News and Information
Treason suspects tell of shackled return to Namibia
|October 4, 2005
* WERNER MENGES
SEVEN of the Caprivi high treason suspects returned to Namibia at gunpoint, in leg irons, and protesting powerlessly when they were expelled from Botswana in late 2003, the High Court has heard.
Acting Judge John Manyarara started hearing testimony last Wednesday by 11 of the high treason suspects who are disputing the High Court's power to try them.
They claim that they were abducted from Botswana when that country's authorities handed them over to Namibia in three separate groups between September 20 2002 and December 12 2003.
The way they were returned after they had been granted refugee status in Botswana constituted a breach of international law, which should preclude a Namibian court from agreeing to have them tried before it, they claim.
The first of the suspects, Progress Munuma, started giving evidence on the eleven's special pleas after Deputy Prosecutor General Danie Small rested the prosecution's case on the special pleas on Wednesday.
Small had called seven witnesses to testify on behalf of the State.
The main thrust of their testimony was that they had been involved in receiving Namibian citizens who were deported from Botswana on three occasions - in September and December 2002, and on December 12 2003.
On each occasion, the witnesses testified, they had been involved only in receiving people in Namibia.
They said that was after the Botswana authorities had notified their Namibian counterparts that Namibians whose refugee status in Botswana had been revoked would be deported as illegal immigrants.
According to the Botswana authorities, the Namibians' refugee status was withdrawn because they returned to Namibia, from where they had supposedly fled because of fears for their safety, after they had been granted asylum in Botswana.
By the time the trial adjourned yesterday, the defence's seventh witness, Diamond Samuzula Salufu, was testifying on the circumstances in which the last of the three groups was returned to Namibia.
All seven of these witnesses were part of a group of eight men who the Botswana authorities handed over to Namibia at the Ngoma border post in the Caprivi Region on December 12 2003.
All seven have denied that they broke the conditions of their stay as refugees in Botswana.
Far from the claims that they returned to Namibia, they had been held in custody, without trial, for years before they were forced against their will to return to Namibia, they have told the court.
They claimed that they were being kept at a centre for illegal immigrants in Francistown when Botswana officials took them to Ngoma on December 12 2003.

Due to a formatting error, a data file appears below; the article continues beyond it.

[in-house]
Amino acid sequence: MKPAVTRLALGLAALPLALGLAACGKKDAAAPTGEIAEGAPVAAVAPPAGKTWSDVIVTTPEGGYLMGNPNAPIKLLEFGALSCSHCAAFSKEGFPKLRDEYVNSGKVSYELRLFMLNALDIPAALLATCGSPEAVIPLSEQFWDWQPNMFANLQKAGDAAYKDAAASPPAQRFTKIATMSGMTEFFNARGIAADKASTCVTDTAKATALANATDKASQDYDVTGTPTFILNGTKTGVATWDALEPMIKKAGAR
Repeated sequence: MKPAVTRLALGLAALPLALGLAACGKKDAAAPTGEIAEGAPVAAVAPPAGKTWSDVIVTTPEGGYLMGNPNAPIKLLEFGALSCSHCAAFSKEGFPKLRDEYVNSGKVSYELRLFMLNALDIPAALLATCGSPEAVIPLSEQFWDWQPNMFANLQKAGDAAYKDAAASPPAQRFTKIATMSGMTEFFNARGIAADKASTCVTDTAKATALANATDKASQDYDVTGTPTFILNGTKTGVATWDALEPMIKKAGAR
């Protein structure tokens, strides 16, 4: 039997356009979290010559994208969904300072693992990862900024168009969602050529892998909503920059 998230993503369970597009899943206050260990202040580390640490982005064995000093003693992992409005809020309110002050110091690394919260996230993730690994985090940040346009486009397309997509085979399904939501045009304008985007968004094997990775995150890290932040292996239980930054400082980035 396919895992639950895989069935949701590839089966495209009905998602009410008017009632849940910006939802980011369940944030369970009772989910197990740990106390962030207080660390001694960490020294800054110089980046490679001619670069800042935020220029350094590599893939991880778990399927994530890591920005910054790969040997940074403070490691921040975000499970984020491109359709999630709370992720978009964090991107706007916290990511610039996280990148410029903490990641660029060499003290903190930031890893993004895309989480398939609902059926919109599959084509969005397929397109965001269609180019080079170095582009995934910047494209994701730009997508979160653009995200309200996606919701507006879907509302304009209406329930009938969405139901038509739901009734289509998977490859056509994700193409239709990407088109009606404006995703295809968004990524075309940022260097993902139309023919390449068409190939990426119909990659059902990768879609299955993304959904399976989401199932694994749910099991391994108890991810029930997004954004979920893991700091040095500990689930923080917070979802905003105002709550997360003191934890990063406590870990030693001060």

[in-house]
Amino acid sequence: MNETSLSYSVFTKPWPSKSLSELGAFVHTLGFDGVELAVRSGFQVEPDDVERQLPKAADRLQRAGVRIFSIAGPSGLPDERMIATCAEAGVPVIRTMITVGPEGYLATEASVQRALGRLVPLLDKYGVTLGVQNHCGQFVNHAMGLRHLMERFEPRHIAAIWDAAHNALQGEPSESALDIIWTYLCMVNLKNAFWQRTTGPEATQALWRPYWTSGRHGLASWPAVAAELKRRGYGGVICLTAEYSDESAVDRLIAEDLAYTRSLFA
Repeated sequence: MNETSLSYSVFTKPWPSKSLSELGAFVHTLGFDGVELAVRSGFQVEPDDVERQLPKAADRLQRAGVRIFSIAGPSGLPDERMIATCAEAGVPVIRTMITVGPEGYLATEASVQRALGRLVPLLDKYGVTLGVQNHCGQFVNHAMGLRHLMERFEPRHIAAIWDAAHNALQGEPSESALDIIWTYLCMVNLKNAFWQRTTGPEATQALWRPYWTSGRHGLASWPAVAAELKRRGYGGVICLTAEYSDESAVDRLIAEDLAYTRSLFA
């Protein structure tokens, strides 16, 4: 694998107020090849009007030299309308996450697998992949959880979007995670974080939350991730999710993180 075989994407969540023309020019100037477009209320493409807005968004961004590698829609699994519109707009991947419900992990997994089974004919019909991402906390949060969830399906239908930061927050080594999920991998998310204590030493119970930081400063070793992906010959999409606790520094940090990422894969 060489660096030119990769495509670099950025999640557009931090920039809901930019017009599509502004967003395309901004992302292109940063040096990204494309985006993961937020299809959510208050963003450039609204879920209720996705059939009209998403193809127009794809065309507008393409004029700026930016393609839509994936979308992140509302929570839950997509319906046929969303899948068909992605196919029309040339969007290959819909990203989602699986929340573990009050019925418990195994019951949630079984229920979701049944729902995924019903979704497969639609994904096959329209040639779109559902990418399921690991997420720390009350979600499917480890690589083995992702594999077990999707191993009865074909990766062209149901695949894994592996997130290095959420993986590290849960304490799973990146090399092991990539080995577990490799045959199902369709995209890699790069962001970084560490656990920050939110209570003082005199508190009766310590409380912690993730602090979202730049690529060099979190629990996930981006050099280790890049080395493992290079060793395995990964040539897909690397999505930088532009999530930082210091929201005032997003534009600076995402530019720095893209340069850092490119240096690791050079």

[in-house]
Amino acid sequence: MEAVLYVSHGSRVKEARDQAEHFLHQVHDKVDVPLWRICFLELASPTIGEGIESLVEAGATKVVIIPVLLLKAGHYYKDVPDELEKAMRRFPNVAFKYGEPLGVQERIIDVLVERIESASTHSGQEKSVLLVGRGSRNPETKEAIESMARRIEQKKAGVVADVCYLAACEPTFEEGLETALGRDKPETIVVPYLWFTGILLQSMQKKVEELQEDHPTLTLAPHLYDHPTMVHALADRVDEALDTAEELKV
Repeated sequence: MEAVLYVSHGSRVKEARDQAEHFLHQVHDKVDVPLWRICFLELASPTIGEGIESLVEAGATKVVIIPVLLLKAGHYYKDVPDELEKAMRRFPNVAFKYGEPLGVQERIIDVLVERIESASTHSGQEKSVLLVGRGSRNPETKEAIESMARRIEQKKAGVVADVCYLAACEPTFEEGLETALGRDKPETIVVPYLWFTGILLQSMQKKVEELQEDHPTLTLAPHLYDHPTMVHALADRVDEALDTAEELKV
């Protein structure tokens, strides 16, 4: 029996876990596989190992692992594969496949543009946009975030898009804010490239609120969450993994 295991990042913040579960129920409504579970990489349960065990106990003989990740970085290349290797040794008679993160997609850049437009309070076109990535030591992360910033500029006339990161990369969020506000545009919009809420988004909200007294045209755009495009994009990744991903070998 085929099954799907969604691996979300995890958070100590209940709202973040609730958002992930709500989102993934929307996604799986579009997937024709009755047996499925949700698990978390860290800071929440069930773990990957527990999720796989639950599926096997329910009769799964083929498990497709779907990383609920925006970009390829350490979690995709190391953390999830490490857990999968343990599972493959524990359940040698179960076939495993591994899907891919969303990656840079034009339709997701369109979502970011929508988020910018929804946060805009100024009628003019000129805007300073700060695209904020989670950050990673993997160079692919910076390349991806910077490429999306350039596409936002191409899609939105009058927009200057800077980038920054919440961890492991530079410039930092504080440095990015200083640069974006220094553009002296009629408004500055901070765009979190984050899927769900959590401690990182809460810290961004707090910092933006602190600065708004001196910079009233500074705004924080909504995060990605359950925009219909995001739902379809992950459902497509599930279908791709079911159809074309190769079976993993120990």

They were not served with deportation orders, they claimed, and their protests against the move fell on deaf ears.
Before they were moved on June 9 2003, they had been kept without trial in a maximum-security prison in Francistown, they also claimed.
They had been transferred to that prison at different times after they were arrested at the Dukwe refugee camp, where they had previously stayed, they told the Acting Judge.
One of the seven, Vincent Sinasi, testified yesterday that a representative of the United Nations High Commissioner for refugees in Botswana had told the group at the centre for illegal immigrants in Francistown that they would be in his care from then on, and that part of his responsibility would be to find a place where they could be settled.
"As I'm talking to you now, our names are already in the offices of the UNHCR in Geneva," Sinasi told Acting Judge Manyarara.
On December 11 2003, he and another seven Namibians were told that they would be going to Gaborone the next day.
"Speaking for myself today, I was very happy," he said, adding that he thought a place had been arranged for them to be settled.
The next morning, however, when they asked where they were going, they were told not to ask any questions, and just to get their luggage together, Sinasi said.
When they asked the officer in charge of the centre whether the UNHCR, the Red Cross and a Botswana human rights organisation had been informed that they were being moved, the officer said it had nothing to do with him, Sinasi said.
The officer then told the commander in charge of armed policemen who were present at the centre to "do your job", Sinasi testified.
Upon that, AK47s were being cocked, leg irons were fetched and placed on the eight men, and they were pushed into a vehicle, he said.
They were first driven to a nearby police station, where the station commander told them that the Namibian Government wanted them, and were then transported further to Ngoma, Sinasi said.
When they got out of the vehicle on the Namibian side of the border, they were still in leg irons.
These were then removed by Botswana officials who had accompanied them, Sinasi said.
"I had a very bad birthday, because I was born on the 12th of December, and this was the very same day that I was deported to Namibia, Sinasi added.
Once they had been handed over to Namibian officials, a Policeman, Detective Sergeant Kavenauue Kombungu, approached them and told them that they were being charged with high treason, he said.
For the 11 to succeed with their special plea, they might have to prove that Namibian officials were involved in the decision to deport them.
Sinasi and his co-accused may already have laid the groundwork for just such an argument.
Sinasi toll the court yesterday that the day after their arrival at Ngoma, Deputy Commissioner Abraham Maasdorp - who heads the Namibian Police's investigation of the high treason case - also arrived at Ngoma.
He told the detained men that he had driven behind them from Francistown the previous day.
This, said Sinasi, showed that his arrest and abduction from Botswana was not necessarily only the work of the Botswana government.
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